“Travellers who make observations on the Malays,” says the judicious M. Le Poivre, “are astonished to find, in the centre of Asia, under the scorching climate of the line, the laws, the manners, the customs, and the prejudices of the ancient inhabitants of the north of Europe. The Malays are governed by feudal laws, that capricious system, conceived for the defence of the liberty of a few against the tyranny of one, while the multitude is subjected to slavery and oppression.
“A chief, who has the title of king, or sultan, issues his commands to his great vassals, who obey when they think proper. These have inferior vassals, who often act in the same manner with regard to them. A small part of the nation live independent, under the title of Oramcay, or noble, and sell their services to those who pay them best; while the body of the nation is composed of slaves, and lives in perpetual servitude.
“With these laws, the Malays are restless, fond of navigation, war, plunder, emigrations, colonies, desperate enterprises, adventures, and gallantry. They talk incessantly of their honour, and their bravery, while they are universally regarded, by those with whom they have intercourse, as the most treacherous, ferocious people on the face of the globe; and yet, what appeared to me extremely singular, they speak the softest language of Asia. What the Count de Forbin has said, in his Memoirs, is exactly true, and is the reigning characteristic of all the Malay nations. More attached to the absurd laws of their pretended honour, than to those of justice or humanity, you always observe, that among them, the strong oppress the weak: their treaties of peace and friendship never subsisting beyond that self-interest by which they were induced to make them. They are almost always armed, and either at war among themselves, or employed in pillaging their neighbours.”*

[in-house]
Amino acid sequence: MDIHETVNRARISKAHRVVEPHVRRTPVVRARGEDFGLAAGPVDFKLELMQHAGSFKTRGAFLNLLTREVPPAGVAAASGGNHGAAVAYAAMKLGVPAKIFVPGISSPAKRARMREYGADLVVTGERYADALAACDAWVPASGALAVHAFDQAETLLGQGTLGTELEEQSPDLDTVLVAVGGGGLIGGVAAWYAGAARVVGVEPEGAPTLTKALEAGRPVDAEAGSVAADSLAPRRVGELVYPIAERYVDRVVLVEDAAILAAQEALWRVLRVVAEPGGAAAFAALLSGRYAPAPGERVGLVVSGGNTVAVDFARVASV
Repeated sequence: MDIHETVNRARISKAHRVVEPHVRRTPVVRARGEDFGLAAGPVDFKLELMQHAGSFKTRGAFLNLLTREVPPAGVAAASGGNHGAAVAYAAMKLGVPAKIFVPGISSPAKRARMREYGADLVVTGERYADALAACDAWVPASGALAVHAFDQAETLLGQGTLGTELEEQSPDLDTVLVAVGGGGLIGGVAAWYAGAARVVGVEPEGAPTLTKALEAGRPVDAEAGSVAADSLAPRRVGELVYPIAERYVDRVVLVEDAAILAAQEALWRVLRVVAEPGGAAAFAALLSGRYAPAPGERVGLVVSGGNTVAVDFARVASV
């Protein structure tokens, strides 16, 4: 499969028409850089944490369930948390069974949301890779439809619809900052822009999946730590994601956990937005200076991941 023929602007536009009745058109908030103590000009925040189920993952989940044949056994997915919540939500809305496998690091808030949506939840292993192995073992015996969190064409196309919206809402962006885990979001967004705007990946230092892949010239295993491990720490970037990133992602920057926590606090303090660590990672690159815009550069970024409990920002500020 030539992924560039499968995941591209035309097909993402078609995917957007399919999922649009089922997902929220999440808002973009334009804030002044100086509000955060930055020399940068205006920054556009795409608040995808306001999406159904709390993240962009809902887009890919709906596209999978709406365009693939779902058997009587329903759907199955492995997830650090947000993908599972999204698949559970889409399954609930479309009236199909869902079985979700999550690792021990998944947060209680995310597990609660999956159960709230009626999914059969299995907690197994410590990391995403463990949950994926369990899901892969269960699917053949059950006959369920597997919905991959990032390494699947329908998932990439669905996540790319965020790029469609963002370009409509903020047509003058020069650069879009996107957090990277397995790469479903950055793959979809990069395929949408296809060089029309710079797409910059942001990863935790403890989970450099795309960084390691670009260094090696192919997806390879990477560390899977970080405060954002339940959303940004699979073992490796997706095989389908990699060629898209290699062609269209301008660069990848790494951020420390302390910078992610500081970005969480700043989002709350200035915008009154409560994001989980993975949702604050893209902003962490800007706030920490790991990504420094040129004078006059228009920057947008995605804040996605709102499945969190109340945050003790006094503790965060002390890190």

The remains of this feudal policy are also to be found in Turkey. The Zaims and Timariots, in the Turkish Empire, are a species of vassals, who possess landed estates upon condition of their upholding a certain number of soldiers for the service of the grand seignior. The Zaims have lands of greater value than the Timariots, and are obliged to maintain a greater number of soldiers. The estates of both, are, in some cases, held during pleasure, and in others hereditary. It was computed, in the last century, that the whole militia maintained in this manner, throughout the Turkish empire, amounted to an hundred thousand men.†
In the history of the ancient Persians, during the wars which they carried on with the Roman emperors, we may also discover some traces of a similar constitution of government; for it is observed that this nation had no mercenary troops, but that the whole people might be called out to war by the king, and upon the conclusion of every expedition, were accustomed to return, with their booty, to their several places of residence.‡
When a great and polished nation begins to relapse into its primitive rudeness and barbarism, the dominions which belonged to it are in danger of falling asunder; and the same institutions may become necessary for preventing the different parts of the kingdom from being separated, which had been formerly employed in order to unite the several members of an extensive society. This was the case among the Romans in the later periods of the empire. When the provinces became in a great measure independent, and the government was no longer able to protect them from the repeated invasions of the barbarians, the inhabitants were obliged to shelter themselves under the dominion of particular great men in their neighbourhood, whom the emperor put in possession of large estates, upon condition of their maintaining a proper armed force to defend the country. Thus, in different provinces, there arose a number of chiefs, or leaders, who enjoyed estates in land, as a consideration for the military service which they performed to the sovereign. The Abbé Du Bos has thence been led to imagine that the feudal policy of the German nations was copied from those regulations already established in the countries which they subdued.* But it ought to be considered, that the growth and decay of society have, in some respects, a resemblance to each other; which, independent of imitation, is naturally productive of similar manners and customs.